Fabricated rolls of moth-eye film; the rolls appear green due to the color of the protection film. Image courtesy Nagaoka University of Technology.
eyes of moths, which allow them to see well at night, are also covered
with a water-repellent, antireflective coating that makes their eyes
among the least reflective surfaces in nature and helps them hide from
predators in the dark. Mimicking the moth eye’s microstructure, a team
of researchers in Japan has created a new film, suitable for
mass-production, for covering solar cells that can cut down on the
amount of reflected light and help capture more power from the sun.
In a paper appearing in Energy Express, a bi-monthly supplement to Optics Express, the open-access journal published by the Optical Society (OSA),
the team describes how this film improves the performance of
photovoltaic modules in laboratory and field experiments, and they
calculate how the anti-reflection film would improve the yearly
performance of solar cells deployed over large areas in either Tokyo,
Japan or Phoenix, Ariz.
reflections are an essential loss for any type of photovoltaic module,
and ultimately low reflections are desired,” says Noboru Yamada, a
scientist at Nagaoka University of Technology Japan, who led the
research with colleagues at Mitsubishi Rayon Co. Ltd. and Tokyo
team chose to look at the effect of deploying this antireflective
moth-eye film on solar cells in Phoenix and Tokyo because Phoenix is a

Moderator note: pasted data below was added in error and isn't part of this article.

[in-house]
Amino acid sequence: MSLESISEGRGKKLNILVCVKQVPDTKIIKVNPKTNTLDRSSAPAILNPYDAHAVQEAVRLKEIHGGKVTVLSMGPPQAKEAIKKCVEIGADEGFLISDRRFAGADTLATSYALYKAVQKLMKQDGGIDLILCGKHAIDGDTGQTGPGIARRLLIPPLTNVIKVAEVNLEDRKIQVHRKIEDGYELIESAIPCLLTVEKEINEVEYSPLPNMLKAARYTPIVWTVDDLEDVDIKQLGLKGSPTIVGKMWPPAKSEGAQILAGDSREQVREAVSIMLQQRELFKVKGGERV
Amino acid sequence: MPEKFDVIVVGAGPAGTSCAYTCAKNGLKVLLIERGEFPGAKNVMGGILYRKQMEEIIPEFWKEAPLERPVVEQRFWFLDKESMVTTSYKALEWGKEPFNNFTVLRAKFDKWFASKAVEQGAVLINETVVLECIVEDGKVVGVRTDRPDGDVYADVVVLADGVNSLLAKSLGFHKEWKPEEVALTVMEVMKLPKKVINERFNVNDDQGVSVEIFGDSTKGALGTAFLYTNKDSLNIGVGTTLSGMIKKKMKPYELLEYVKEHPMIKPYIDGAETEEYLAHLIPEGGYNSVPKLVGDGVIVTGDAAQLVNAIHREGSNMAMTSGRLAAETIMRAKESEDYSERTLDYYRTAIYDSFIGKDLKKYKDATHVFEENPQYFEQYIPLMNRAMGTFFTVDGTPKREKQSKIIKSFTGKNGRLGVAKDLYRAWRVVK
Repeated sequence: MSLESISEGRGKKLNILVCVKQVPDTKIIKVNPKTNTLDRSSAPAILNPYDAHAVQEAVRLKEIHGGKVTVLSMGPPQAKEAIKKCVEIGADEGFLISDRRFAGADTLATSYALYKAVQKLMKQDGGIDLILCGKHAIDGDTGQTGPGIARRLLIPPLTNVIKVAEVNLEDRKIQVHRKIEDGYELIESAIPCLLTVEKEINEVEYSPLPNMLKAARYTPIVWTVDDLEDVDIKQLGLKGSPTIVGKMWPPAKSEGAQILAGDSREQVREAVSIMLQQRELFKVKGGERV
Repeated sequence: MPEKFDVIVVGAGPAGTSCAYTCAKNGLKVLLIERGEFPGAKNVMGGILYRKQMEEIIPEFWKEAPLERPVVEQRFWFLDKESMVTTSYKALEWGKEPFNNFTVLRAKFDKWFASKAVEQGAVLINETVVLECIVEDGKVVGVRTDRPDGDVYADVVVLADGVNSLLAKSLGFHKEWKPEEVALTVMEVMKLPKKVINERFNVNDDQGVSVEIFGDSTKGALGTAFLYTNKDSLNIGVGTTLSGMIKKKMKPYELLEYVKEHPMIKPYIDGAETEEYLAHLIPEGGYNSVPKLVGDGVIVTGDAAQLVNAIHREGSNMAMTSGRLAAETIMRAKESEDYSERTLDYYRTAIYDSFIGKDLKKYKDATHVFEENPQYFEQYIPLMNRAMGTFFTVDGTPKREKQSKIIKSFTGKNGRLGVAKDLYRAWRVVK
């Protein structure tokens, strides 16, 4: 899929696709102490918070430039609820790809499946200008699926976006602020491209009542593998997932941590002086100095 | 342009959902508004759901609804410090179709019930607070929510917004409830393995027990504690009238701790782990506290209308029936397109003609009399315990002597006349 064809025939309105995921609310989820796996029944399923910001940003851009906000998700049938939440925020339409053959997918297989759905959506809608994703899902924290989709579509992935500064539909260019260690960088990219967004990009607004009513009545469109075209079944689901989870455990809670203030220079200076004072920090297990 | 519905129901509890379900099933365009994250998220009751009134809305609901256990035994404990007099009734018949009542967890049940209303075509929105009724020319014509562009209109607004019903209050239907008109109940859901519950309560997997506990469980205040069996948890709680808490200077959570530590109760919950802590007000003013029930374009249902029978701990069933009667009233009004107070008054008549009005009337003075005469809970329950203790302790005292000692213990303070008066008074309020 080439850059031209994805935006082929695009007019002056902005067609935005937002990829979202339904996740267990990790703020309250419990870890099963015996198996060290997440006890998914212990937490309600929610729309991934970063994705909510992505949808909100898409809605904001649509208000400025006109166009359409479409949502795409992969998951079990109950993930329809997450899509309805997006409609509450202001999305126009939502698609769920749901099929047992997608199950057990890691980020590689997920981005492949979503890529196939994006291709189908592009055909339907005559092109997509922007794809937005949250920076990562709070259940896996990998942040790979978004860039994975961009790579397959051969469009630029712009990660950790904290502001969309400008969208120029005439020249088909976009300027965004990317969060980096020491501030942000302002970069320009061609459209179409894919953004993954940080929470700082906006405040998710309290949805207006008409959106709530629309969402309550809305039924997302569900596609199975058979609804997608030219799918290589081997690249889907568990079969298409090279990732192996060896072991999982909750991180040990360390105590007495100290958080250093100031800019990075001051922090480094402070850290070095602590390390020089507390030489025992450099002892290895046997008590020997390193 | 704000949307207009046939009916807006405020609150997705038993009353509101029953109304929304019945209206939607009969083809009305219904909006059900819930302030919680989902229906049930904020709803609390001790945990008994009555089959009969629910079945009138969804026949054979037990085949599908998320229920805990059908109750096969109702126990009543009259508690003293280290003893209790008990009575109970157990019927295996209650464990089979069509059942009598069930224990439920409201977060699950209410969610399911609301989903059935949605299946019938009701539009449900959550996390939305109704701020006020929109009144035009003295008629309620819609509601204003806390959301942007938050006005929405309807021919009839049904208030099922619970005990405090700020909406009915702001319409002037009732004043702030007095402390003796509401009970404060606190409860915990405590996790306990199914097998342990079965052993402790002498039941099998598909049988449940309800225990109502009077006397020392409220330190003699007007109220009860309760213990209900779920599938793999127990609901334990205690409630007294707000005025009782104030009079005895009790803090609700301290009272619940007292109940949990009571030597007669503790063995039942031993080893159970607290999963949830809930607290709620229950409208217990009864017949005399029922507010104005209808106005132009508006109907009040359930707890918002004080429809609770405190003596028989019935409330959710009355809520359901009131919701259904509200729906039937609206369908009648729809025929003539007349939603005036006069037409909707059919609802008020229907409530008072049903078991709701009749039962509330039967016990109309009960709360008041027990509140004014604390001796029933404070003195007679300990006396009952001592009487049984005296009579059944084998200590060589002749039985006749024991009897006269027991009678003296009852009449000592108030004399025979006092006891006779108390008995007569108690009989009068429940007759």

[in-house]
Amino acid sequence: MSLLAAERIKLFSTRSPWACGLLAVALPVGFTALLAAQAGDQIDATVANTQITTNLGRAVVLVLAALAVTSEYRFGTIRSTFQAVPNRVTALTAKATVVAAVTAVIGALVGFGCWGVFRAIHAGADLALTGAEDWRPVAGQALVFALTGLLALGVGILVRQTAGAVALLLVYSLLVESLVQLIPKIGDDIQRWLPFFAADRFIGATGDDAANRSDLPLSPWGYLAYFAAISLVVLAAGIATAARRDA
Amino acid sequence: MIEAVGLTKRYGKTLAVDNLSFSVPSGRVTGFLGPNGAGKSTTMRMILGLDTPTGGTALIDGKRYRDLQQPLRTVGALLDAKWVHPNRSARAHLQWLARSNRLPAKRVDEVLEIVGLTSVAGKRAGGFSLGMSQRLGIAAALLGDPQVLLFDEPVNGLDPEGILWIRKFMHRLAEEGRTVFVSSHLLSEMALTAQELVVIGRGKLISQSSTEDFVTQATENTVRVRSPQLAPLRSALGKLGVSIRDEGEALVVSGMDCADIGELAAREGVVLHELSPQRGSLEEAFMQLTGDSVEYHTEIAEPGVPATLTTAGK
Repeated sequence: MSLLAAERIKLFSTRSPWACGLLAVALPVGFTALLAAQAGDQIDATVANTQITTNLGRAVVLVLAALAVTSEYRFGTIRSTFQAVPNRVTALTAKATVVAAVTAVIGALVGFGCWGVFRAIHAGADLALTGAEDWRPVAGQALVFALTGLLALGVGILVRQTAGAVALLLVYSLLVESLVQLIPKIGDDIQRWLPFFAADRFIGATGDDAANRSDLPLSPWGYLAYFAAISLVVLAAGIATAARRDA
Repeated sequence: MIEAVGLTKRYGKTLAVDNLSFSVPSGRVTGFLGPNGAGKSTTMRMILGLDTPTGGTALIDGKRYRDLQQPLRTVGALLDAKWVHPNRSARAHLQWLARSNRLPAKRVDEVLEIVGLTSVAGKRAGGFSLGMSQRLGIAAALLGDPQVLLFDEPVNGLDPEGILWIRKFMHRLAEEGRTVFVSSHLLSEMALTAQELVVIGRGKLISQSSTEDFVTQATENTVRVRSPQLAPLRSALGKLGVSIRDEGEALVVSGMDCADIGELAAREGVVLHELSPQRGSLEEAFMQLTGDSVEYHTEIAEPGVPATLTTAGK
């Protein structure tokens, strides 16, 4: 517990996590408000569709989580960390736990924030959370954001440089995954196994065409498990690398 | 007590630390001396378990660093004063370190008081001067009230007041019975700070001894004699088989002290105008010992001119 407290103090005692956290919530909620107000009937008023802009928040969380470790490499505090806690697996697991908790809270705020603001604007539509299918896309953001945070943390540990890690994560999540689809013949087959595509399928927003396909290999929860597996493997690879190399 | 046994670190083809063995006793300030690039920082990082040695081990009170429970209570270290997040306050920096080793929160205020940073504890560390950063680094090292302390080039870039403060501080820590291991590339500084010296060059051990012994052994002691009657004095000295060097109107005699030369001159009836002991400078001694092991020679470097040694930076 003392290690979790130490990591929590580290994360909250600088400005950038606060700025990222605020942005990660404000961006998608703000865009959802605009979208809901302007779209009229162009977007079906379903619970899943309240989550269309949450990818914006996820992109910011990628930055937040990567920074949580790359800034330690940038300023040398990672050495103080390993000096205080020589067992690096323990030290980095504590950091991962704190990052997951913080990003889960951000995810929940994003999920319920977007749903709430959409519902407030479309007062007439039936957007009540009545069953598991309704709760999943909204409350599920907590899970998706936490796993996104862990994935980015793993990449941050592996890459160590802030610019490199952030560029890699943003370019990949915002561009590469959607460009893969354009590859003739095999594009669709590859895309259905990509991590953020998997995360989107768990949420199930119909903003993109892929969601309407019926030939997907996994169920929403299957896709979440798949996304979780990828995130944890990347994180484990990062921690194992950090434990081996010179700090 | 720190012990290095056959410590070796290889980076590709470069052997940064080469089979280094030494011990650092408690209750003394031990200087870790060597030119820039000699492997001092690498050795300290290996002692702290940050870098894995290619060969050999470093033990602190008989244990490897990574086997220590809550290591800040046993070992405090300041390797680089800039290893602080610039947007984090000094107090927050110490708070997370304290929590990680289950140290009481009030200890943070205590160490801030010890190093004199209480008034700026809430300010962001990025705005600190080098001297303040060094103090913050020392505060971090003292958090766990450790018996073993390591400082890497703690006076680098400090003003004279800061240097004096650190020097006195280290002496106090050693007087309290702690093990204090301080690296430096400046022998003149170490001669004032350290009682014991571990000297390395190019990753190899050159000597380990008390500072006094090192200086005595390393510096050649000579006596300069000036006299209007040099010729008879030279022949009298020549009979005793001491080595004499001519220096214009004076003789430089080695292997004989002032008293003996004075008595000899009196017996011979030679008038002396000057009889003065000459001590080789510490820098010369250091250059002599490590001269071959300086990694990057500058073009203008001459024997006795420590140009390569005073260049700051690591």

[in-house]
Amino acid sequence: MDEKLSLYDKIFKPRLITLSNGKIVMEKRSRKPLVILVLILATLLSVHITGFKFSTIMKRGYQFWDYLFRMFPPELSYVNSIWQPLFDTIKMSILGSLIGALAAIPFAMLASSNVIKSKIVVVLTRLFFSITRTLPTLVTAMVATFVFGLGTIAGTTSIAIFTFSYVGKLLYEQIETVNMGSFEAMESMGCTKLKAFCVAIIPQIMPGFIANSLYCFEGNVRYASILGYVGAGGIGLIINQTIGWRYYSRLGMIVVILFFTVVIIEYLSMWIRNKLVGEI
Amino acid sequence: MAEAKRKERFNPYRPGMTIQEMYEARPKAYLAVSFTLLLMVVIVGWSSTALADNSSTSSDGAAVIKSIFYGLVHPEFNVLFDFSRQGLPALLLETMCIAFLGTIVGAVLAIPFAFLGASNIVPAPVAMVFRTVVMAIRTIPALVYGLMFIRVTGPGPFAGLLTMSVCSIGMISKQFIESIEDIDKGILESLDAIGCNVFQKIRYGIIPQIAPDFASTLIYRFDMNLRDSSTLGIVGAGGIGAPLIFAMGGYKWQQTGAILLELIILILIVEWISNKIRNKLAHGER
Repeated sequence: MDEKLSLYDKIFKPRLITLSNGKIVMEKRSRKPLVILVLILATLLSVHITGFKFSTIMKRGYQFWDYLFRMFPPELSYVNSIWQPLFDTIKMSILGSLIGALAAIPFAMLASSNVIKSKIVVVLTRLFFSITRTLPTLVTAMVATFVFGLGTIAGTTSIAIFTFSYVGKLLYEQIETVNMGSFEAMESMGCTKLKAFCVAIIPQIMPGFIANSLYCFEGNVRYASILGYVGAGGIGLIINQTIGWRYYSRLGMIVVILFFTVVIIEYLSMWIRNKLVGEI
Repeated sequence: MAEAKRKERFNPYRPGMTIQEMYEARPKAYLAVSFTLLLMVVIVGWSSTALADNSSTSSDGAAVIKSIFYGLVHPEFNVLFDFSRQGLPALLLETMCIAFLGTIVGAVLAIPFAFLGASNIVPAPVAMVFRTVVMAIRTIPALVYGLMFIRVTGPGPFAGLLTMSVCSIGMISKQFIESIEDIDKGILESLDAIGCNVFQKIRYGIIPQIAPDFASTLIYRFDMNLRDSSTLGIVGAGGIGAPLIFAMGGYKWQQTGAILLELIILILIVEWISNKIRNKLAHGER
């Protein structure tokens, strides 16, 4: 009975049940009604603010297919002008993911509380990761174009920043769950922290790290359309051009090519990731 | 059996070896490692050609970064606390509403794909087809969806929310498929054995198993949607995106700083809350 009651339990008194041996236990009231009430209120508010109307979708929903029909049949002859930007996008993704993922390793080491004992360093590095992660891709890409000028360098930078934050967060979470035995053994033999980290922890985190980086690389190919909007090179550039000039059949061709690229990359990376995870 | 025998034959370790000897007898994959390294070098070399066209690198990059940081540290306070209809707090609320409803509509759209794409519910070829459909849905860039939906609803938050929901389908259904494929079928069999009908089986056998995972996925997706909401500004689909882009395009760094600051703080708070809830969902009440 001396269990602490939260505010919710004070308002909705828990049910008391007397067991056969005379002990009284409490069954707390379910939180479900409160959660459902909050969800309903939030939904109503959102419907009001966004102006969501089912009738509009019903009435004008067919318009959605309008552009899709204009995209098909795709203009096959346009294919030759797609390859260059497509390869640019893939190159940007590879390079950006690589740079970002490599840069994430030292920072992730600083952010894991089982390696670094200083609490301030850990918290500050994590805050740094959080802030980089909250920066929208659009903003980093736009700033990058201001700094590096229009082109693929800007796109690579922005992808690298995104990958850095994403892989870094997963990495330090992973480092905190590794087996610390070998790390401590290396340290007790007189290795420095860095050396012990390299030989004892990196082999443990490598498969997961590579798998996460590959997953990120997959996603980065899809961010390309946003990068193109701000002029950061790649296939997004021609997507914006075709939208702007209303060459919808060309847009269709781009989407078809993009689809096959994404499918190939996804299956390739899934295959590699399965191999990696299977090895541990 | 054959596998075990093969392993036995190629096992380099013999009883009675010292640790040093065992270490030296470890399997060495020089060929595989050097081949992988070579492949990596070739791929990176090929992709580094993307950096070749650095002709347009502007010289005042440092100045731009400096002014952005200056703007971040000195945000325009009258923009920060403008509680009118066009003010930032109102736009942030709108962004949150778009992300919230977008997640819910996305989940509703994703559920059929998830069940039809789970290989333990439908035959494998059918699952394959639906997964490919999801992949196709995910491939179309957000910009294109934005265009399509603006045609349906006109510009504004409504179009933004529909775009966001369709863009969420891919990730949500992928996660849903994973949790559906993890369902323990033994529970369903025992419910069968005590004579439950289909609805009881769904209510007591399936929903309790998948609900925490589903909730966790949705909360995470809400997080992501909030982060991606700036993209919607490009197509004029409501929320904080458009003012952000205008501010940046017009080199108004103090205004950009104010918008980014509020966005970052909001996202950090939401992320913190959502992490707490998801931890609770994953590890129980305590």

“sunbelt” city, with high annual amount of direct sunlight, while Tokyo
is well outside the sunbelt region with a high fraction of diffuse solar
estimate that the films would improve the annual efficiency of solar
cells by 6 percent in Phoenix and by 5 percent in Tokyo.
may think this improvement is very small, but the efficiency of
photovoltaics is just like fuel consumption rates of road vehicles,”
says Yamada. “Every little bit helps.”
and his colleagues found the inspiration for this new technology a few
years ago after they began looking for a broad-wavelength and
omnidirectional antireflective structure in nature. The eyes of the moth
were the best they found.
difficulty in making the film, says Yamada, was designing a seamless,
high-throughput roll-to-roll process for nanoimprinting the film. This
was ultimately solved by Hideki Masuda, one of the authors on the Energy Express paper, and his colleagues at Mitsubishi Rayon Co. Ltd.
team is now working on improving the durability of the film and
optimizing it for many different types of solar cells. They also believe
the film could be applied as an anti-reflection coating to windows and
Paper: “Characterization of antireflection moth-eye film on crystalline silicon photovoltaic module,” Noboru Yamada, Toshikazu Ijiro, Eiko Okamoto, Kentaro Hayashi, and Hideki Masuda, Optics Express, Vol. 19, Issue S2, pp. A118-A125.
SOURCE: Optical Society of America